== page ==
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Andy Artz of the Chautauqua establishment, is pictured with his daughter, Lia, 5, on his shoulders during a rally Saturday at Dow Park in Jamestown. The rally was in response to hate messages left on the statues. PJ Photo by Eric Tichy

Shortly before a rally kicked off on Saturday at Dow Park in Jamestown, Mayville resident Jane Chambers paused for a moment to examine the Underground Railroad painting.

The now two-part monument honors Silas Shearman, the recognized leader of the Underground Railroad line through Jamestown, and Catherine Harris, a free black woman and station master whose home on West Seventh Street is the site of a historical marker. The statues were recently vandalized with felt-tip hate messages.

A third statue was stolen earlier this spring, and it’s still unclear where it is.

“It is distressing the damage caused to the memorial”, said Chambers, one of some 100 people who attended the rally organized by the Jamestown Justice Coalition.

Among those who spoke on Saturday was Paul Leone, a local historian who described Jamestown’s important role in the Underground Railroad movement and why the painting matters.

Local historian Paul Leone is pictured speaking at Saturday’s rally to discuss a brief history of the local Underground Railroad movement. PJ Photo by Eric Tichy

Falconer resident Nancy Kingsley was among many interviewed in the park who said they were bothered by the vandalism and wanted to show their support. ” It is not fair “ she said of what was drawn on the statues.

The Jamestown Police Department said last week it was investigating the incident with help from the FBI. The vandalism included the design of a swastika and the words “White power” on the statues created by the late David Poulin.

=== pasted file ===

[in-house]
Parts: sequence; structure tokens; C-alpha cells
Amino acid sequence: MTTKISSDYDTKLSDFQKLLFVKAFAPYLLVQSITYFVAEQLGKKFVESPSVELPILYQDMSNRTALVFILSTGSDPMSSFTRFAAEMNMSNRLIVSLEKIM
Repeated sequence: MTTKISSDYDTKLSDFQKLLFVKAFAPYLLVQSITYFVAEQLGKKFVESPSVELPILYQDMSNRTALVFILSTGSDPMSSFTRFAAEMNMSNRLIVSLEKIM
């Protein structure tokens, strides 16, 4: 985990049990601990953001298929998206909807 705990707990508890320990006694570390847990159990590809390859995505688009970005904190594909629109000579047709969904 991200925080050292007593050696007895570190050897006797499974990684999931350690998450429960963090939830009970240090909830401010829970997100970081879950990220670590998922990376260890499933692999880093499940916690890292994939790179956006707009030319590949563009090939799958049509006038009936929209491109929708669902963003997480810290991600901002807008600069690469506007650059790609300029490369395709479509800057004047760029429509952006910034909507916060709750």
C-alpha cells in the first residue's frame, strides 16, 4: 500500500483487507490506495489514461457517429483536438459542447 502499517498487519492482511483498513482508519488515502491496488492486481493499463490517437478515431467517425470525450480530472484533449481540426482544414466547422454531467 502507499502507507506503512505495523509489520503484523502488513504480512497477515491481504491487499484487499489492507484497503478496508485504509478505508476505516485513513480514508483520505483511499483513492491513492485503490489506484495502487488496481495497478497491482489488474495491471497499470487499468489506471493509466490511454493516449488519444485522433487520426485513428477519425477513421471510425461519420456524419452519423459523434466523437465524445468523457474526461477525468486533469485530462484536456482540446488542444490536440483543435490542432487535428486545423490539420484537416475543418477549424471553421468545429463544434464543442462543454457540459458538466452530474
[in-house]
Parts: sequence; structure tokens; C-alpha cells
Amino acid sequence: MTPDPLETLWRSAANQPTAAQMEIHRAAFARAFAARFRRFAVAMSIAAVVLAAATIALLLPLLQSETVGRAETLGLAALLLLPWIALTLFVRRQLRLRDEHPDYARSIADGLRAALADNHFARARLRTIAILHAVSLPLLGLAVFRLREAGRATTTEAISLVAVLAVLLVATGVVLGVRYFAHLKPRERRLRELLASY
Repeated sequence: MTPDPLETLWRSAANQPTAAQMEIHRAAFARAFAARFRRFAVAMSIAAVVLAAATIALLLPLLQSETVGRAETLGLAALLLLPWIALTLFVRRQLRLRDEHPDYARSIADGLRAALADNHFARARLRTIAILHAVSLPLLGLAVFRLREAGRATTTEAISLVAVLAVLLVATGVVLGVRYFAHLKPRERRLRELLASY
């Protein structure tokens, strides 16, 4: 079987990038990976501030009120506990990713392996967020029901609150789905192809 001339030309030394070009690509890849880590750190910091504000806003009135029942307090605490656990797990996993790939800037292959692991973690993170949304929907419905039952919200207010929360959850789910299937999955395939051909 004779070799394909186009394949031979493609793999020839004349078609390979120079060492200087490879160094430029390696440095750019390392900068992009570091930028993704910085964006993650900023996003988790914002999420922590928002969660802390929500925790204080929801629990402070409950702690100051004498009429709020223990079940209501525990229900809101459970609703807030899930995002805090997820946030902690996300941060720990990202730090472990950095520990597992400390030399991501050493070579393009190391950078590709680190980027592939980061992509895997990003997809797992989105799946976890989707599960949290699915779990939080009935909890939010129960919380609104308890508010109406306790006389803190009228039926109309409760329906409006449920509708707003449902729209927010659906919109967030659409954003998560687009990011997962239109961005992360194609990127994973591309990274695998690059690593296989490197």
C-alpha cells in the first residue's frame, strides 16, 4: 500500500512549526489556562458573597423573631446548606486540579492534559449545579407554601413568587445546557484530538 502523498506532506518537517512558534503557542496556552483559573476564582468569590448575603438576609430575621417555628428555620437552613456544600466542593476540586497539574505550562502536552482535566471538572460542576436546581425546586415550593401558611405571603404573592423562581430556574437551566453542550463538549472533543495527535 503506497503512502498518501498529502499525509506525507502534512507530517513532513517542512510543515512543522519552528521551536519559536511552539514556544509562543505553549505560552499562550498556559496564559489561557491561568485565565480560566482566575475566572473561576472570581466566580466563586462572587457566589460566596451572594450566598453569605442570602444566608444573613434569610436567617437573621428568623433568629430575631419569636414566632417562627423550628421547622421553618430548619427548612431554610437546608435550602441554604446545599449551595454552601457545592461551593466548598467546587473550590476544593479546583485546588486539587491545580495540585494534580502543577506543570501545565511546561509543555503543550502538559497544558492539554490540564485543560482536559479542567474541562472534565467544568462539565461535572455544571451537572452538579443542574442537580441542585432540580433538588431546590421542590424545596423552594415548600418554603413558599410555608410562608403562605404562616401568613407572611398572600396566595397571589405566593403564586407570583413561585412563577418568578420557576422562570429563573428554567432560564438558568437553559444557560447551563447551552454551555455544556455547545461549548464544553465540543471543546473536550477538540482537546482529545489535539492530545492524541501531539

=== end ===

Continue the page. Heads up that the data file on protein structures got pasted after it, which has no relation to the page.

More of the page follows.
At the time of the incident, Police Chief Timothy Jackson said: “The act of hateful, racist and anti-Semitic vandalism on the Underground Railroad board is hateful and morally reprehensible. “

Jamestown resident Mary Avery said she supports the Jamestown Justice Coalition’s efforts to shed light on recent events – seen by some as escalation from the previous robbery – and to organize a rally to educate the public. Regarding the recent vandalism, she said, “I am appalled by what happened to the statues. It is sad to think that someone would damage them.

Justin Hubbard of the Coalition asked those in attendance how many of them had heard of the local Underground Railroad movement at school.

“I keep hearing it must be just kids” Hubbard said, “But if it was just a few kids, we need to take a look at what we’re teaching our kids. Because when something like this happens, when our statues are stolen, when symbols of white supremacy and racist remarks are put on our statues, it is an attack on the black community of Jamestown. This is exactly what it is, you attack the black community of Jamestown, and when you attack the black community of Jamestown, you attack all of Jamestown.

Hubbard said he was participating in a racial injustice roundtable at Chautauqua Institution when he learned the Underground Railroad painting had been disfigured. He said it was no coincidence that a statue was recently stolen and that Dow Park was the site of several rallies for black lives last year. “It is not a coincidence,” he said. “It’s not a random act. And when something like this happens, we can’t be scared and shut up. “

Anyone with information regarding vandalism or theft is asked to call the Jamestown Police Department at 483-7537 or the Anonymous Advice Line at 483-8477.

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